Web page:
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Computing the Game: From Playing to Praying and Back

Ivan MoscaIn the last article we have seen that the human culture manages the contact with new experiences (including new technologies) by protecting the individual with safe environments, both physical and symbolical. In this article we will see that the main frameworks for the symbolical environments are the rites and the games.

The augmented reality proposed by Sony with the recent Wonderbook [1] visually puts the player in direct contact with the objects of the game, seemingly upsetting the traditional magic circle [2] which separates games from reality.

But, as we have seen before, the spacetime of games and rites is safe exactly because it is separated from daily reality. So, why does the illusion of reality, even present in many first person shooters like Call of Duty [3], not break the magic circle?

In order to answer this question, we will focus on the relation between reality and fiction (in a next article) and (in this article) on the nature of the magic circle which separates them.


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The philosophical discipline named social ontology shows that the magic circle of games (and of rites) is a symbolic boundary [4]. The difference between physical and symbolic boundaries can be well explained using some examples from the epistemology of geography: the sea surrounding an island is a physical boundary, which human interpretation can only recognize, whereas the squared national frontiers of Wyoming are symbolic boundaries directly constituted by human interpretation [5]. Obviously a physical boundary can be used as a symbolic boundary, and conversely a symbolic boundary can be represented by a physical one.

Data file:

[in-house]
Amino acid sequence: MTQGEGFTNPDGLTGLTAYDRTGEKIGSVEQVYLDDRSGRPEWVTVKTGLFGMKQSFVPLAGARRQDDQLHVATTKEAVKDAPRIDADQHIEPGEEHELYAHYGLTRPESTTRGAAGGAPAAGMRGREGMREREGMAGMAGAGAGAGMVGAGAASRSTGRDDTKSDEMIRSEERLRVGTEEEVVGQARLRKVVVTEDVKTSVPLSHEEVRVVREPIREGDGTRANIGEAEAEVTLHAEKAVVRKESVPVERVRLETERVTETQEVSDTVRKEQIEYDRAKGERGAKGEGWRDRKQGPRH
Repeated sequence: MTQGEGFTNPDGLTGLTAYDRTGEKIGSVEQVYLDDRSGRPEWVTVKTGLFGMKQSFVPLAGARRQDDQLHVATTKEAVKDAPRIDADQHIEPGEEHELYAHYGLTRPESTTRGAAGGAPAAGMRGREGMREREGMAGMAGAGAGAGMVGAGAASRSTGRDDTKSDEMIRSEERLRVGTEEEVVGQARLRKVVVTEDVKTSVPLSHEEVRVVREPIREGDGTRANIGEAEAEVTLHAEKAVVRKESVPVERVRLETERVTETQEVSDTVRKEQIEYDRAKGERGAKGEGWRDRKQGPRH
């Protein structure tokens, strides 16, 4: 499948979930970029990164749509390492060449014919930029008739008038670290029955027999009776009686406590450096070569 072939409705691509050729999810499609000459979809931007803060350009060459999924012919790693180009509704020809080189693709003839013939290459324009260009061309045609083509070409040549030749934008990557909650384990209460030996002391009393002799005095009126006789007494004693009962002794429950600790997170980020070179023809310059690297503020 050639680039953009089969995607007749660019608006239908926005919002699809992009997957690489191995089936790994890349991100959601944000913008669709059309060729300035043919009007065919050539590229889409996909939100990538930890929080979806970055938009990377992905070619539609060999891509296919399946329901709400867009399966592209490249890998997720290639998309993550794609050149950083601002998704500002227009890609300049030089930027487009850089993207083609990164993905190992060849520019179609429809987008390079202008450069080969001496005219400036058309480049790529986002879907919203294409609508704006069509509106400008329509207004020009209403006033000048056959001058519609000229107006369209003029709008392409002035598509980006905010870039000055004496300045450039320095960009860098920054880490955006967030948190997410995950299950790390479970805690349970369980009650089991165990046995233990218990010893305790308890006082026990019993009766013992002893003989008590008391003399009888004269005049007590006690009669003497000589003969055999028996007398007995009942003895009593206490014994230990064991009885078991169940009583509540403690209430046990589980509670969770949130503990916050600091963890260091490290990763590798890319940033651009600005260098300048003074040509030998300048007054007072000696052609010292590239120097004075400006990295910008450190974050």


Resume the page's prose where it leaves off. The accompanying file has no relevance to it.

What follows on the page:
Games and rites are parted from the ordinary reality by means of a symbolic boundary, often implemented by a physical boundary. For example, the painted lines on the ground of a soccer field, or the stones near a holy place like Stonehenge, are physical boundaries, which refer to a symbolic one. So in the case of soccer fields and holy places the physical boundaries enable to recognize a constituted boundary.

Games and rites share many objects (like coliseums, cups, dolls, labyrinths, but even cards, dice, chessboards), many activities (races, challenges, bids, performances, dances, enigmas), and a certain focus on the importance of things and behaviors which normally are considered as irrelevant but in rites and games take on meaning. One cannot avoid notice that the already classical categories used by Roger Caillois to classify games could be applied to rites too [6]. Agon is the class of games which include competition like chess, but we can apply it even to rites like Olympiads (ancient/religious and modern/laic). Similarly, Alea is the class of games which focus on bidding like roulette, but even of rites like ordeals; Mimicry is the class of games where the players perform situations like the “once upon a time I was a prince and you a princess”, but even of rites like processions; and finally, Ilinx is the class of games which deal with exploration of environments or variation of perception, like carousels and rollercoasters, but even of rites like bacchanalia.